Clouded Rosettes

Bengal cats with the clouded rosettes pattern have rosettes that are large and closely spaced together. Due to the minimized spacing, the patterns fit together like a puzzle and look like a snake pattern.

Chain Rosettes

Chain rosettes pattern crop up when a row of donut rosettes are linked together and run horizontally on each side of the Bengal cat’s spine.

Marbled Coat Pattern

The marble pattern pops up more between birth and the first year in the kitten’s life. Then, as the kitten grows older, the pattern and colors open further to reveal a beautiful wild look. 

Bengal cats with a marble pattern come with a series of swirls and stripes that intermingle together on the fur coat. This flowing pattern comprises two or more color variations.

With the first marbled Bengal cat produced in 1987 by Jean Mill, this breed became an instant success. This pattern also comes in different variations that make it popular with breeders.

Horizontal Flow

This flow is the ideal marble coat pattern. The markings appear similar to those on a Boa Constrictor snake. They flow horizontally on each side of the spine along the cat’s body.

Reduced Horizontal Flow

The reduced horizontal flow has a very close appearance to the wild cats. Highly prized for its uniqueness, it’s known for its high ratio of background color compared to the coat markings.

Sheeted Flow

With this pattern, the markings are prominent than the base coat. Therefore, there is little or no space for the background. This pattern is common with kittens who are just developing. As they grow older, the colors open up, and the base coat becomes visible.

Chaos Pattern

Just like the name, this pattern is a combination of all the above patterns. It brings together a series of flows, swirls, colors, and patterns creating a chaotic scene on the cat’s body.

Sparbled Coat Pattern

The sparbled coat is a unique amalgamation of the spotted and marbled coated patterns. The cat registries have not officially recognized this coat pattern, but it occurs on several occasions. Its enchanting design brings together all the chaotic variations making it one of the unique Bengal cat breeds.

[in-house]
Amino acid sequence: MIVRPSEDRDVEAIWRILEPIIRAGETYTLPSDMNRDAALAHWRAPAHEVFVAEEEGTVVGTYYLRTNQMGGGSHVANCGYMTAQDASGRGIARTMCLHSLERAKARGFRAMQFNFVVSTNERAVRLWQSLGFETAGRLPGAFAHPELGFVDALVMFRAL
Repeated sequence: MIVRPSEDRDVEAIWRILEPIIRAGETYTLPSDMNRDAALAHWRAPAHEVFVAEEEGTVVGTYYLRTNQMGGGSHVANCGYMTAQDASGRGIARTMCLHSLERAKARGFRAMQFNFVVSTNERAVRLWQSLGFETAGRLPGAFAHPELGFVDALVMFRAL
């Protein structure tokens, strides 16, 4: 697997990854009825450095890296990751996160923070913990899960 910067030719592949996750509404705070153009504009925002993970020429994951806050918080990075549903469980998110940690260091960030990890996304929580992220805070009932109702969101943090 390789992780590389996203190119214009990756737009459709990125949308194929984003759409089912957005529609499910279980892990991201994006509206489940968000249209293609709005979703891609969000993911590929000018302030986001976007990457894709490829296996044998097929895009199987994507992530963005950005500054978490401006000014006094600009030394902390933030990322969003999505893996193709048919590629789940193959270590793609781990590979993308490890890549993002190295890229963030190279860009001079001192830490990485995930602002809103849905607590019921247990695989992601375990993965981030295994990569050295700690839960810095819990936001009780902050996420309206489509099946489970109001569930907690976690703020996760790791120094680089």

Bengal Cat Characteristics

The Bengal cat colors and patterns also come with unique characteristics that you should look out for when getting one.

Glitter

On top of their colorful, distinct colors and markings, some of these cats have glittering appearances on their fur coats. The shiny effect happens when some random translucent hair shafts catch and reflect light.

White Belly

Unlike most cat breeds, Bengal breeds rarely have a white stomach. Breeders have not successfully bred one distinct cat breed with this characteristic also found on the Asian Leopard cat. The few ones available are very highly prized.

Bengals with Long Hair

During the breeding process, some Bengal cats get genetic traits that are associated with long hair. Known as Cashmere Bengals, they have no official recognition by the cat registries.

Patina and Ticking

These two distinct characteristics present in Bengal cats. With patina, the dark-tipped hairs block the pattern on your cat’s fur coat. 

On the other hand, ticking occurs when the fur on your pet appears blurry because of poor contrast in the colors. When this happens, the coat color and pattern become unclear.

Well, That’s A Wrap!

The Bengal cat breed comes in very distinct colors and patterns. With its unique appearance, the Bengal cat resembles its ancestor, the wild Asian Leopard Cat, in so many ways. Having them in your home is a miniature representation of the jaguar, leopard, cheetah, and panther, mainly because of the colors and patterns.

The International Cat Association (TICA) has classified the Bengal cat colors to make it easier for you to select your favorite. Breeders are constantly studying and breeding these varieties and breeds to ensure that all the colors and patterns are available.

If you are looking for a magnificent cat breed for your home, you can’t go wrong with this exotic Bengal cat breed.

 

References

The International Cat Association (2021) Bengal Breed.

BengalCats.co (2021), Bengal Cat Coat: Colors and Patterns.

Excited Cats (2021), 9 Bengal Cat Colors & Patterns.